I now have a collection of hacksaw and junior hacksaw frames, each holding blades of different TPI. I use the little car touch-up paint tubes to mark all sorts of things, in this case, one end of every blade has a dab of colour indicating its TPI. The painted end of all blades is at the back of the teeth, nearest the pistol grip handle, when correctly fitted.
Frames are marked Yellow for use on Brass and other non-ferrous jobs and unmarked ofr ferrous work.
I dont use the bent wire type junior hacksaw frame, only the type with a knurled tensioning screw next to the handle. Again, a yellow frame one for non-ferrous.
Any good using jollop sold for cleaing muck off car engines? I believe its actually called, "Gunk"
I`m uncertain about your remark that your welder used to "eat" 15A fuses. Does this mean that you now use 3/16" nails in place of fuses? If so, be careful about fires - a fuse is meant to protect the wiring circuit from overheating. Why cant you tap into the cooker circuit? Only thing is, dont try using cooker and welder at same time!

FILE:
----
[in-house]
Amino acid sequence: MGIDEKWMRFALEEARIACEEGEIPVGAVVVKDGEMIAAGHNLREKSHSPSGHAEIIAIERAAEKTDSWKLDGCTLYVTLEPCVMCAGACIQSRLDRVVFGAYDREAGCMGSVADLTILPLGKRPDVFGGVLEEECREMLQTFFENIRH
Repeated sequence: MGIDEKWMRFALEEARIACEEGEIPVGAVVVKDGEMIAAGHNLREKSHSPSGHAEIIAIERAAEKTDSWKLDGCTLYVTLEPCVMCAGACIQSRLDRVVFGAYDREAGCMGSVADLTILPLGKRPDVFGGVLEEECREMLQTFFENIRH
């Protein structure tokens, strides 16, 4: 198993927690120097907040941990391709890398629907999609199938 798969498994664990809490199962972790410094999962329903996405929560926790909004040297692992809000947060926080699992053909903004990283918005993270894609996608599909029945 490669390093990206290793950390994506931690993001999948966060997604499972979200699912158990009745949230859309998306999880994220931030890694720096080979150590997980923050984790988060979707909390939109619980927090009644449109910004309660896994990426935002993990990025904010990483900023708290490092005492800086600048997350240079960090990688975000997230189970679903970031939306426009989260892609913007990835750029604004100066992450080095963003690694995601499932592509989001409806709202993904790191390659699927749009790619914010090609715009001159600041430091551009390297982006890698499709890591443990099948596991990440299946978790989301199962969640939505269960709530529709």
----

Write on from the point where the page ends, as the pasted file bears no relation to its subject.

|Thread: LMS Whistles|
I well remember the hooter type whistle from when I was young - very deep sound.
I think that you need a considerably longer tube to make that deep note - look at musical instruments that rely on a blast of air. Try to read up LBSC`s instructions for whistle making. I can tell you that he said to keep the end open with a tight fitting piston on a rod protruding from the end of the pipe, so that you can adjust the effective length to get the desired sound. You might also do well to test on steam, not compressed air.
One reason why David can pack a lot into his day is that he works from home and doesnt waste 1-3 hours a day getting ot and from work!
I would like to see larger photos in MEW instead of some which are little more than thumbprints. If piccie is big enough, I can view the `blobs and gadgets` on the mill or in the background. Its surprising what ideas one can get from how others have arranged a part of their workshop.
Still like a pig in muck even after 50 years when ME arrives and more recently, MEW.
Want the latest issue of Model Engineer or Model Engineers' Workshop? Use our magazine locator links to find your nearest stockist!
You can contact us by phone, mail or email about the magazines including becoming a contributor, submitting reader's letters or making queries about articles. You can also get in touch about this website, advertising or other general issues.
Click THIS LINK for full contact details.
For subscription issues please see THIS LINK.